Let's Talk About the Pelvic Floor!

Amy Martin of Anna Barnsley Physiotherapy has some advice for us ladies. Let’s Talk about the Pelvic Floor!

We are so British when it comes to talking about the pelvic floor! It seems such a taboo subject. We all have a pelvic floor, but to many, this vital complex of muscles remains a mystery. It is estimated that 32% of women in the UK suffer from incontinence; one of the main symptoms of pelvic floor dysfunction. Incontinence appears to be becoming widely established as ‘normal’ no thanks to adverts for incontinence pads and women being led to believe that it is a normal consequence of pregnancy and childbirth. It really isn’t! For so many women embarrassing leaks needn’t be an issue. In most cases it is a relatively simple problem to address.

What is the pelvic floor?

The pelvic floor can be thought of as a sling or hammock of muscles that span from the front to the back of the underside of your pelvis (from your pubic bone to the base of your spine at the back). The job of these muscles is to support the organs of your lower abdomen such as your bladder, womb and bowels and therefore give you control over going to the toilet.

What can go wrong?

Like any muscle in the body, the pelvic floor can become weak and this can affect people at any age. Weakness can be caused by pregnancy, childbirth and being overweight as the tissues become overstretched. Did you know that other lifestyle influences can cause the pelvic floor to weaken? Smoking can cause a chronic cough which can also cause excessive pressure on the pelvic floor. Lack of exercise or a sedentary lifestyle will mean the other muscles that support the pelvic floor are weakened.

So, how do you know you have a weak pelvic floor? The following is a list of related symptoms;

  • Incontinence

There are several different types of incontinence but stress incontinence is linked to the pelvic floor. Stress incontinence is a leakage of urine when the intra-abdominal pressure is increased. (Such as those little accidence when sneezing or laughing!) It occurs because weakness in the pelvic floor means that the bladder is not adequately supported. Sometimes incontinence of faeces or difficulty controlling passing wind can also occur.

Urge incontinence is when there is an overwhelming urge to pass urine, sometimes causing urine to be passed before a toilet can be reached. This is due to the bladder sending messages to the brain saying that it’s full when often it isn’t and the bladder muscles therefore contract too early. This can be helped by bladder retraining which pelvic floor muscle exercises can assist with.

  • Pelvic Organ Prolapse

When the organs of the pelvis are not well supported by the pelvic floor they can drop down and bulge into the vagina. Symptoms of this include sensations of fullness, discomfort or of a pressure forcing down, discomfort during sex, incontinence or a slow stream of urine.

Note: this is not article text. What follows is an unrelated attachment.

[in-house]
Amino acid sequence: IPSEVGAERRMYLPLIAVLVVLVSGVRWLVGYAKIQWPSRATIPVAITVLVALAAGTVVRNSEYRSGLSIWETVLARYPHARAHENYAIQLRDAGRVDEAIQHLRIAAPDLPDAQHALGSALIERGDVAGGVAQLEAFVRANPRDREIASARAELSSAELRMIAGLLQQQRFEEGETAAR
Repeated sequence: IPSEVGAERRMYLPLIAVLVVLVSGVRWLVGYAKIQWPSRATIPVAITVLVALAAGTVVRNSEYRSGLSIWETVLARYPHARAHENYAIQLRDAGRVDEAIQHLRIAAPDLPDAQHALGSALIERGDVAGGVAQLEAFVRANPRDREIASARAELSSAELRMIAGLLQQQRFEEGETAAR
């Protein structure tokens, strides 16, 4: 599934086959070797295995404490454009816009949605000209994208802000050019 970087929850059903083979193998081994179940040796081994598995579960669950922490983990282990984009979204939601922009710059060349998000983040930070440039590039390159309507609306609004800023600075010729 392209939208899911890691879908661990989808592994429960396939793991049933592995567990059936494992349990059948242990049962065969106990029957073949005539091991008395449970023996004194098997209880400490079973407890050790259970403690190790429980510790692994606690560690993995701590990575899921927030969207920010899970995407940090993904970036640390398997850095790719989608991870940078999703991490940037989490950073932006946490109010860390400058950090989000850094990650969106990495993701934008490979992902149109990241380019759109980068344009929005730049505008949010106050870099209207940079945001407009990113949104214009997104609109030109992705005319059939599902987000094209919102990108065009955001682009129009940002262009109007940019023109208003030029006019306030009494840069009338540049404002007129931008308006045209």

Additional symptoms of pelvic floor weakness could include:

  • Reduced sensation and satisfaction during sex
  • Constipation, straining and pain during bowel movements
  • Recurrent cystitis

What can be done about it?

Firstly, don’t be embarrassed to seek help or advice. Weakness of the pelvic floor can have a huge impact on quality of life and there are people out there that can help you. If you are concerned about your symptoms or if you have symptoms of a prolapse, it is best to see your GP to get this checked out, especially as a prolapse can sometimes need surgical intervention. If this is the case, exercising your pelvic floor will still be beneficial pre and post operatively to help prevent further problems down the line.


Exercising the pelvic floor itself has been proven to be highly effective. However, you need to make sure you are working the correct muscles, in the correct way.

It is also essential that you don’t neglect your core muscles such as your Transversus Abdominis (TA). The TA is a deep abdominal muscle which circles the abdomen and acts to stabilise the lower back and pelvis. It also has an effect on the pelvic floor because as it tightens, it almost acts as a vacuum, pulling the pelvic floor up and therefore providing it with additional support.

This anatomical drawing illustrates the relationship of these muscles and how weakness of the pelvic floor and TA can lead to other problems such as lower back pain- more about this another time.... 

Don’t be a statistic! For the vast majority pelvic floor weakness is easily remedied with perseverance.  However, ‘a stitch in time saves nine’ so it’s better to start exercising your pelvic floor to prevent problems rather than waiting for them to happen. Strengthening does take time and it is therefore essential to get into a good routine. Physiotherapists specialising in women’s health (like me, Amy Martin, of Anna Barnsley Physiotherapy!) can guide you through exercises to strengthen the pelvic floor muscles and resolve problems for the long-term.